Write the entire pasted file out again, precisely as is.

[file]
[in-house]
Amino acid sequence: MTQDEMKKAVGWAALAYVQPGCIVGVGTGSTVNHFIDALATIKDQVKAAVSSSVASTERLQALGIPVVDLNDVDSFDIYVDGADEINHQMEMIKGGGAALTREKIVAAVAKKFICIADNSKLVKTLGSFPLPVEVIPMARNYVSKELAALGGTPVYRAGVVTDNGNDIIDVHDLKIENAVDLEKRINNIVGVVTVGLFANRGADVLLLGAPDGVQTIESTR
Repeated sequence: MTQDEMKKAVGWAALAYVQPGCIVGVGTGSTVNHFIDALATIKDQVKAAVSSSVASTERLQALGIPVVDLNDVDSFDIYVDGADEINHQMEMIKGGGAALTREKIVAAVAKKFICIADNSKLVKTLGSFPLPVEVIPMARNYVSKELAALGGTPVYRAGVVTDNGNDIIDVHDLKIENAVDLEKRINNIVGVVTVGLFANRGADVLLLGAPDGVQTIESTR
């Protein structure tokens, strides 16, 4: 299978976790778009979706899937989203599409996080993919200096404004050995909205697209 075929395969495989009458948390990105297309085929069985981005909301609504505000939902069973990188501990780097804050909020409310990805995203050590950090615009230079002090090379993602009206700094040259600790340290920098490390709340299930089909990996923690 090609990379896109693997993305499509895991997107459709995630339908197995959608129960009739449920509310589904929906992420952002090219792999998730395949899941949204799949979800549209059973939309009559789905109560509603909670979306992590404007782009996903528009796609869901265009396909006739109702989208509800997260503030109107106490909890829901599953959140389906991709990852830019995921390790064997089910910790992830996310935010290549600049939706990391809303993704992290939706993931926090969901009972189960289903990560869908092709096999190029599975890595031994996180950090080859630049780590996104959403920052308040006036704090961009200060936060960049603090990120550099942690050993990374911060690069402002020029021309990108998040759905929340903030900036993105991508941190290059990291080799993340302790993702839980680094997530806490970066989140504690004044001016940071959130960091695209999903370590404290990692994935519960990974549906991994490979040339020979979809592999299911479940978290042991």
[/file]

[in-house]
Amino acid sequence: MTQDEMKKAVGWAALAYVQPGCIVGVGTGSTVNHFIDALATIKDQVKAAVSSSVASTERLQALGIPVVDLNDVDSFDIYVDGADEINHQMEMIKGGGAALTREKIVAAVAKKFICIADNSKLVKTLGSFPLPVEVIPMARNYVSKELAALGGTPVYRAGVVTDNGNDIIDVHDLKIENAVDLEKRINNIVGVVTVGLFANRGADVLLLGAPDGVQTIESTR
Repeated sequence: MTQDEMKKAVGWAALAYVQPGCIVGVGTGSTVNHFIDALATIKDQVKAAVSSSVASTERLQALGIPVVDLNDVDSFDIYVDGADEINHQMEMIKGGGAALTREKIVAAVAKKFICIADNSKLVKTLGSFPLPVEVIPMARNYVSKELAALGGTPVYRAGVVTDNGNDIIDVHDLKIENAVDLEKRINNIVGVVTVGLFANRGADVLLLGAPDGVQTIESTR
């Protein structure tokens, strides 16, 4: 299978976790778009979706899937989203599409996080993919200096404004050995909205697209 075929395969495989009458948390990105297309085929069985981005909301609504505000939902069973990188501990780097804050909020409310990805995203050590950090615009230079002090090379993602009206700094040259600790340290920098490390709340299930089909990996923690 090609990379896109693997993305499509895991997107459709995630339908197995959608129960009739449920509310589904929906992420952002090219792999998730395949899941949204799949979800549209059973939309009559789905109560509603909670979306992590404007782009996903528009796609869901265009396909006739109702989208509800997260503030109107106490909890829901599953959140389906991709990852830019995921390790064997089910910790992830996310935010290549600049939706990391809303993704992290939706993931926090969901009972189960289903990560869908092709096999190029599975890595031994996180950090080859630049780590996104959403920052308040006036704090961009200060936060960049603090990120550099942690050993990374911060690069402002020029021309990108998040759905929340903030900036993105991508941190290059990291080799993340302790993702839980680094997530806490970066989140504690004044001016940071959130960091695209999903370590404290990692994935519960990974549906991994490979040339020979979809592999299911479940978290042991």